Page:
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## Why is the Wikipedia article about Bell's spaceship "paradox" disputed at all?

Boustrophedon, you're wrong. I don't know how you got the idea that everyone who's making correct claims about SR is actually wrong because they're using some pre-SR theory that we've barely heard about, but I can assure you that's not what I'm doing, and it's not what the people in the other thread are doing either.

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 Quote by quantum123 Perhaps as one poster said, there is no stretching at all - just a matter of siumultaneity.
If someone said that, he or she was either talking about Lorentz contraction in general, or hasn't understood SR at all. Lorentz contraction can be said to be "just a matter of simultaneity", but in this case the rope is clearly being forcefully stretched. Otherwise its length wouldn't remain the same when it gets Lorentz contracted.

 Quote by quantum123 To measure length, you need to know two points at the same time.
That obvious. What's your point?
 Recognitions: Science Advisor The problem has nothing do with whether you choose Einstein or Lorentz. When people here are speaking of actual stretching/compression, they mean actual stretching. There is confusion about what exactly "accelerating a rod" means. I can think of 4 substantial different scenarios: 1. The rod is being pulled. It will first get stretched, stay so during acceleration, and finally come to "rest" at its initial proper length when the acceleration ceases. There are no internal stresses then. 2. The same with a rod being pushed; just replace "stretched" with "compressed". 3. The rod is being pushed and pulled in a way that the proper accelerations of both ends are the same. It will experience stretching and compression (depending on the position) during acceleration. It will come to "rest" with a greater proper length, actually stretched. 4. Every single point of the rod is being accelerated with a carefully chosen proper acceleration such that no internal stresses occur. Its length, as measured in in a suitable comoving frame, will stay constant. It will come to rest with its original proper length an no stresses.[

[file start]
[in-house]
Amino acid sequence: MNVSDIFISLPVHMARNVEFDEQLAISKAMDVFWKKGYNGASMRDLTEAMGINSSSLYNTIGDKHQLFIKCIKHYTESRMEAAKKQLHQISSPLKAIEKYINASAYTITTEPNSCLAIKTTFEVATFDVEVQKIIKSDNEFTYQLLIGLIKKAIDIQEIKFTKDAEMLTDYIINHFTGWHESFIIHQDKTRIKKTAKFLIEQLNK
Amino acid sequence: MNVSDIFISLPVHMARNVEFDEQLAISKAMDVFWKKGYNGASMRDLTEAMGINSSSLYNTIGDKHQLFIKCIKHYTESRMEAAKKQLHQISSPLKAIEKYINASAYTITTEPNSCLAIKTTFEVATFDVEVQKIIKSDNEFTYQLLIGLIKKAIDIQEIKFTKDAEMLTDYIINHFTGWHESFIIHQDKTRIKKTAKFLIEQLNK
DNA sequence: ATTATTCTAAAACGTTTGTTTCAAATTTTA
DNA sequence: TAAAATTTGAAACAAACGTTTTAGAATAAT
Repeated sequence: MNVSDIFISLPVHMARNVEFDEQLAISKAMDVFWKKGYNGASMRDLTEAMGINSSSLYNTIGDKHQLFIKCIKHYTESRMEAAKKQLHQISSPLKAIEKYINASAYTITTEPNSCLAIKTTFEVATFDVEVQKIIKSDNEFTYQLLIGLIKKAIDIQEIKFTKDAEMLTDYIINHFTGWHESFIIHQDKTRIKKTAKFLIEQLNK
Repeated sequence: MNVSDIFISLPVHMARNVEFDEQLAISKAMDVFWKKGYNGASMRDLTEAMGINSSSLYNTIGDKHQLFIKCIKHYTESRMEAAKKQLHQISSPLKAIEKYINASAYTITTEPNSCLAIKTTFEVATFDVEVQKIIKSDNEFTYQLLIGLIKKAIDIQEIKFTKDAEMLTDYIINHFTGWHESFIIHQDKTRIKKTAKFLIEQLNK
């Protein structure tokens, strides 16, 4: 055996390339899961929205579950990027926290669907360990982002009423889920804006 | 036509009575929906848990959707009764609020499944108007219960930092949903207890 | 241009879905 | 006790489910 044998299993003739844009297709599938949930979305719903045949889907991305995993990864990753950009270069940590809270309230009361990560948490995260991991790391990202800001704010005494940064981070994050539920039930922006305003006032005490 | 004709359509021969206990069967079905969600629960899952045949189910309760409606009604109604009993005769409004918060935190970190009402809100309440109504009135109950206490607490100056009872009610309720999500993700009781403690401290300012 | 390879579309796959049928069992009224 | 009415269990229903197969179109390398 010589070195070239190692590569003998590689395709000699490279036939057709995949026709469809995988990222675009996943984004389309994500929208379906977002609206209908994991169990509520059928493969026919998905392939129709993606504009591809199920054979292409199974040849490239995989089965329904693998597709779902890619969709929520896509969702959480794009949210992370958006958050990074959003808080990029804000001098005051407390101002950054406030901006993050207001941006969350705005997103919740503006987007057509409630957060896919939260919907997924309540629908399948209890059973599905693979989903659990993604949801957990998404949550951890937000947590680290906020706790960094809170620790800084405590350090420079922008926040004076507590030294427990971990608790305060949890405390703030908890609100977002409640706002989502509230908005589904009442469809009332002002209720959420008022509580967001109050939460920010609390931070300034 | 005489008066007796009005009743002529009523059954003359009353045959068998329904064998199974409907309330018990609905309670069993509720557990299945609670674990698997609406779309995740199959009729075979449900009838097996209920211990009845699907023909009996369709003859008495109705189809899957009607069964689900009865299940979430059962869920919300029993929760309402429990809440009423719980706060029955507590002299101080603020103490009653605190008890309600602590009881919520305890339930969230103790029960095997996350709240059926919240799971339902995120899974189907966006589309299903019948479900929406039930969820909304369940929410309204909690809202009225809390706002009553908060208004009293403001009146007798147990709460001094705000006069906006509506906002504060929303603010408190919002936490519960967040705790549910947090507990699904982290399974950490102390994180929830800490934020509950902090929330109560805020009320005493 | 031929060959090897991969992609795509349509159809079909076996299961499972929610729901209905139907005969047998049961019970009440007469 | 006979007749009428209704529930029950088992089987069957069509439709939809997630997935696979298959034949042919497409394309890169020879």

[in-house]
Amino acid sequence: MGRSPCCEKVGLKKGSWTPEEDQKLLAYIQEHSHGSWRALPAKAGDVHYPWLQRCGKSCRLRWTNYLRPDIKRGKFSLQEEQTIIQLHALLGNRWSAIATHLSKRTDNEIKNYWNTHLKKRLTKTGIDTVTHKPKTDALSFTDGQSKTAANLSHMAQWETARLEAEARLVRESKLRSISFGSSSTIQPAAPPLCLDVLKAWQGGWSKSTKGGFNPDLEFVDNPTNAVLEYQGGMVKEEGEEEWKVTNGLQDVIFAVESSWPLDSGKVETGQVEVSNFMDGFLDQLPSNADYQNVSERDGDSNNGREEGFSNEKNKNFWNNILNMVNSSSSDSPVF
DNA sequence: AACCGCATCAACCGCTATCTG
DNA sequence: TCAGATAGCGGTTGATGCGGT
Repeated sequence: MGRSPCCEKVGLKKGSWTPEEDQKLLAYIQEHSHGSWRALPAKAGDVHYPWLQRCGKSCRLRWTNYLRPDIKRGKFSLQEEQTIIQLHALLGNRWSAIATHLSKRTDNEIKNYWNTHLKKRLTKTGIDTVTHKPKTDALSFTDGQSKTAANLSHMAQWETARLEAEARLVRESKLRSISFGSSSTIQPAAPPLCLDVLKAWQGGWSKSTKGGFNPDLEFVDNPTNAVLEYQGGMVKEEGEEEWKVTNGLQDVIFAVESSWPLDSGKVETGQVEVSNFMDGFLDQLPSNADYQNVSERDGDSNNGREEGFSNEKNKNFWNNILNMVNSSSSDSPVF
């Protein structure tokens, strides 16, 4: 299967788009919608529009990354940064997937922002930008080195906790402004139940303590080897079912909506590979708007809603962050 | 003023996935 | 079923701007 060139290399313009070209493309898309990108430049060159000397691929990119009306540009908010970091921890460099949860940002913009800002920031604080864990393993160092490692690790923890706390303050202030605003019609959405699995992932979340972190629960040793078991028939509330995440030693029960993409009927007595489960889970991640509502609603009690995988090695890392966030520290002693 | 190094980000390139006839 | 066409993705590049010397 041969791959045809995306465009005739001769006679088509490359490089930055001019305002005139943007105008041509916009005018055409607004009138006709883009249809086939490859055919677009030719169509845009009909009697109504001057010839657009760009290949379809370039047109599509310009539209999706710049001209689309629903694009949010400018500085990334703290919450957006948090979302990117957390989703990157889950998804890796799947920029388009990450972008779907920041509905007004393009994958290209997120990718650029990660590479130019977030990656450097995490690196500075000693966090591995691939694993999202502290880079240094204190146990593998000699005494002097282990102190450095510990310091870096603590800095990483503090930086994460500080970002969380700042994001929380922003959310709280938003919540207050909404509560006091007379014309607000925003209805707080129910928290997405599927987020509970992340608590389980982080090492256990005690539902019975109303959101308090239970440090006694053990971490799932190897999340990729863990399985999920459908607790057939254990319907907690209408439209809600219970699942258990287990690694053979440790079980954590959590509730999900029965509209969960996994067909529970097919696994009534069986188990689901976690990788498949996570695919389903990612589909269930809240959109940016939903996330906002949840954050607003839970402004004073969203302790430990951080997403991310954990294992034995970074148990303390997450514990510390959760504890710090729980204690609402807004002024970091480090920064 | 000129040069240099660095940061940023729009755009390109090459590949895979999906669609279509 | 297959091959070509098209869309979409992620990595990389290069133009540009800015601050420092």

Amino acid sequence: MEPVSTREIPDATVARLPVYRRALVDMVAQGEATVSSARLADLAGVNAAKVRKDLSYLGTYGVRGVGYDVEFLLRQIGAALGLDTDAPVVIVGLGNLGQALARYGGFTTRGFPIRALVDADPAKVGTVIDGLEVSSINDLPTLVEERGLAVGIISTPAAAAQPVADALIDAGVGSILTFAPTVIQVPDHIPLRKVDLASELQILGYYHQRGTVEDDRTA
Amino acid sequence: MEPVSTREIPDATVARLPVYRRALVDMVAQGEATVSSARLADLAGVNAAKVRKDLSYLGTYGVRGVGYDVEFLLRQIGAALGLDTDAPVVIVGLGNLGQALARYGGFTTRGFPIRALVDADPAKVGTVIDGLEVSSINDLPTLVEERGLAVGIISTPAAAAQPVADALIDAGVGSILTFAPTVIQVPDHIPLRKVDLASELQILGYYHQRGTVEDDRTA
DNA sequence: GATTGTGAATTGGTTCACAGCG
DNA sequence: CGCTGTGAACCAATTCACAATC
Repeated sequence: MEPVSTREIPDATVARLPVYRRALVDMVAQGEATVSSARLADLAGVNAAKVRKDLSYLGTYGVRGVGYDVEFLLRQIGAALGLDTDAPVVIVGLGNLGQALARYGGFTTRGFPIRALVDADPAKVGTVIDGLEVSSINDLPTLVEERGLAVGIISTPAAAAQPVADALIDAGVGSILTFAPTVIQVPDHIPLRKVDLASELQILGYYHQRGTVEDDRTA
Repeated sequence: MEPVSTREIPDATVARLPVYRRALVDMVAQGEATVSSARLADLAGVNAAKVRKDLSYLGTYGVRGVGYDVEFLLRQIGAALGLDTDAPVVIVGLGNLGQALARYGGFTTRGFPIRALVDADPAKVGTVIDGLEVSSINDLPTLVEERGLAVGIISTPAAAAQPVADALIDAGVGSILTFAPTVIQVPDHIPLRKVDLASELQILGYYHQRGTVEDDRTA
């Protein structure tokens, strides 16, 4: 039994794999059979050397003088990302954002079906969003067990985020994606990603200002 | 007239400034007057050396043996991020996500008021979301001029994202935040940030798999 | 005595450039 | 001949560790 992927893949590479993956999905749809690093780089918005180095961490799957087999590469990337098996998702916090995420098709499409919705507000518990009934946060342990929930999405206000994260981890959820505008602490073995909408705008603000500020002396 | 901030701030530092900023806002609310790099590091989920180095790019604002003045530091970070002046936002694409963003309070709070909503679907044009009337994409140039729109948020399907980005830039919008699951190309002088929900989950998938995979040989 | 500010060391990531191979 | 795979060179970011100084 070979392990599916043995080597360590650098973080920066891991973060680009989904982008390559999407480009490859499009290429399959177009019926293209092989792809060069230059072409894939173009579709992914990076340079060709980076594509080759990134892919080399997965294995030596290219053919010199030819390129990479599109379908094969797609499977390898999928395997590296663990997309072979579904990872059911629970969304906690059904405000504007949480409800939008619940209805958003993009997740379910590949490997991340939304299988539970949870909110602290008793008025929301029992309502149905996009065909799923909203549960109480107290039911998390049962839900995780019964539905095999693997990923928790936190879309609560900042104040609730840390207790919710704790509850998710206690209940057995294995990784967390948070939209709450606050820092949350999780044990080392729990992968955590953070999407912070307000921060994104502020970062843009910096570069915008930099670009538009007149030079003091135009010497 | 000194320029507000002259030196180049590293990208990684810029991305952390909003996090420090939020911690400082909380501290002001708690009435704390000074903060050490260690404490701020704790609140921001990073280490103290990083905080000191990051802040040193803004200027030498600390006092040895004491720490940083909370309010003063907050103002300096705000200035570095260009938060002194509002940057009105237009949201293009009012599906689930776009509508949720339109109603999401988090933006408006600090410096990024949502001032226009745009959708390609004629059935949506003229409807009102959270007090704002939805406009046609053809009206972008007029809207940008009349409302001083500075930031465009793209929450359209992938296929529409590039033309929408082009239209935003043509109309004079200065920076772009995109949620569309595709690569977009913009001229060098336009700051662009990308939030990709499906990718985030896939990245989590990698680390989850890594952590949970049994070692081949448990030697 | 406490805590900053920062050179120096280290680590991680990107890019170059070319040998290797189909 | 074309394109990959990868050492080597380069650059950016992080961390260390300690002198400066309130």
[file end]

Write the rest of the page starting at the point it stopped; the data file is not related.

OK. I see the problem here. There is a rigid rod to the co-moving observers. But the lab observers see a contracting rod. So shall I say that the spring constant has also got be relativistically transformed.
 Mentor Just adding to the list... 5. Every point of the rod is instantaneously (or near instantaneously) boosted to a new velocity, all at the same time in the frame where the rod was at rest before the boost. This stretches the rod to a longer proper length. 6. Every point of the rod is instantaneously (or near instantaneously) boosted to a new velocity, all at the same time in the frame where the rod will be at rest after the boost. This compresses the rod to a shorter proper length.

Recognitions:
Science Advisor
 Quote by quantum123 OK. I see the problem here. There is a rigid rod to the co-moving observers. But the lab observers see a contracting rod. So shall I say that the spring constant has also got be relativistically transformed.
If you measure the rod contracted according to Length Contraction, you know that it has not changed at all. No need to consider spring constants.
 Mentor I think he's trying to argue that the string/rope/rod in the Bell's spaceship scenario won't break even though it's getting stretched. Any such argument would have to say something about the properties of the material.